The New CT SYS vac is here and you can pre-order now. This is the most popular vac sold by Festool in Europe (after the CT 26) although when people first heard about it in the US we got a lot of pretty negative feedback. Too small, no wheels, under-powered, etc. More than one customer told me that it was a non-starter. Then, once we had our demo unit and could show people in the store, we got a lot of enthusiasm and pre-orders. I think it's a tool you just have to see. So if you are unable to come and you think it might suit just order one. You have 30 days to return any Festool tool and we pay return shipping.
Now that we have a proper ground floor store we are having classes and Festool demo days. First the Festool Demo Days.
Put Saturday May 14th, 2016 from 11am-2pm and Saturday June 4th, 2016 from 11am-2pm on your calendar. The cool bit is that in addition to having some serious Festool demos and the chance to try out just about any Festool setup, ask questions, etc. I plan to be there with our bins of sale stuff. When we moved we found tons of stuff that really we need to get rid of - but it's a lot of work to put it on the website. So I plan to just make up prices on the spot. Lots of new stuff, discontinued stuff, and stuff I just want to get rid of. Now I realize we are short sheeting our customers who live far away and can't come by. I apologize for that but I can't figure out any other way to do it that makes sense for us.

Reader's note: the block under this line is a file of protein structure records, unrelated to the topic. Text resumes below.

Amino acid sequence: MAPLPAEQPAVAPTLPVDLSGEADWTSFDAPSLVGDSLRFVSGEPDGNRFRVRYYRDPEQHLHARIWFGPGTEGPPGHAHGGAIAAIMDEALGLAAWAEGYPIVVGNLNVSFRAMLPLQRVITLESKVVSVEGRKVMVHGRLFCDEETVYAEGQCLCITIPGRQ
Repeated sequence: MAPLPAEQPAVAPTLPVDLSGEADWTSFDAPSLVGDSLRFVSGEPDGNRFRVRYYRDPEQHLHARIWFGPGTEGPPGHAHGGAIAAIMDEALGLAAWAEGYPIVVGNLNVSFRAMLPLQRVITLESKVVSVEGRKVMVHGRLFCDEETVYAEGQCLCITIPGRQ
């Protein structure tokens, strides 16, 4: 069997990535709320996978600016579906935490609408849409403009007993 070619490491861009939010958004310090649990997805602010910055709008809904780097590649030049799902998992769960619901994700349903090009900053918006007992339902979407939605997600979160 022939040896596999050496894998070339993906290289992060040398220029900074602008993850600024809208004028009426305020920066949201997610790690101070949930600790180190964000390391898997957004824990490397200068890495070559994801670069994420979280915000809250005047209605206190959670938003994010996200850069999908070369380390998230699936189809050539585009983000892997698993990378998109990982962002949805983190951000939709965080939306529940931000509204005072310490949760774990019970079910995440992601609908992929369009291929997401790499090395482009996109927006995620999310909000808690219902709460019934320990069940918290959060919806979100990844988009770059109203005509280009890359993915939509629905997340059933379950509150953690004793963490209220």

Sharpening classes. We thought a lot about what form the classes should take and we realized that the more people who can sharpen properly, the more people who will enjoy woodworking, and that's great all around. So we decided to offer our seminars for FREE. On Saturday May 21st from 12-1 and again on Saturday June 11th, from 12-1 I will be teaching an "Introduction to Sharpening Woodworking Tools". The call will be about an hour long but I will be hanging out longer to answer questions and stuff. I'm a big believer in technique more than the sharpening media and my goal is to teach hand skills not gizmos. I'm not sure if we will have a pre-registration, and most of the class will be explanation and demonstration. But I will have space set up so people can try the basic hand motions and technique. I also want everyone to get a sense of what a really sharp tool feels like in action. If you want to bring one (and I mean one) of your chisels to the class - by all means bring it. Please however don't bring chisels that have chipped edges or need to be reground (lots of secondary bevels). I will have tools to practice on and it might be easier to learn on those. Depending on demand and response I will in future also schedule sessions on learning to grind. Our goal is to start a steady stream of free classes that teach basic skills as a way to get started woodworking, or as a refresher. For the moment these classes are all on Saturdays, and as soon as my weekday schedule changes - and I have more time in the evenings during the week - we will add free sessions during the week too. Parking BTW on the weekends is pretty easy. Either in our driveway, near our driveway, or under the expressway. The subway (R train to 25th street in Brooklyn) is only 3 1/2 blocks away.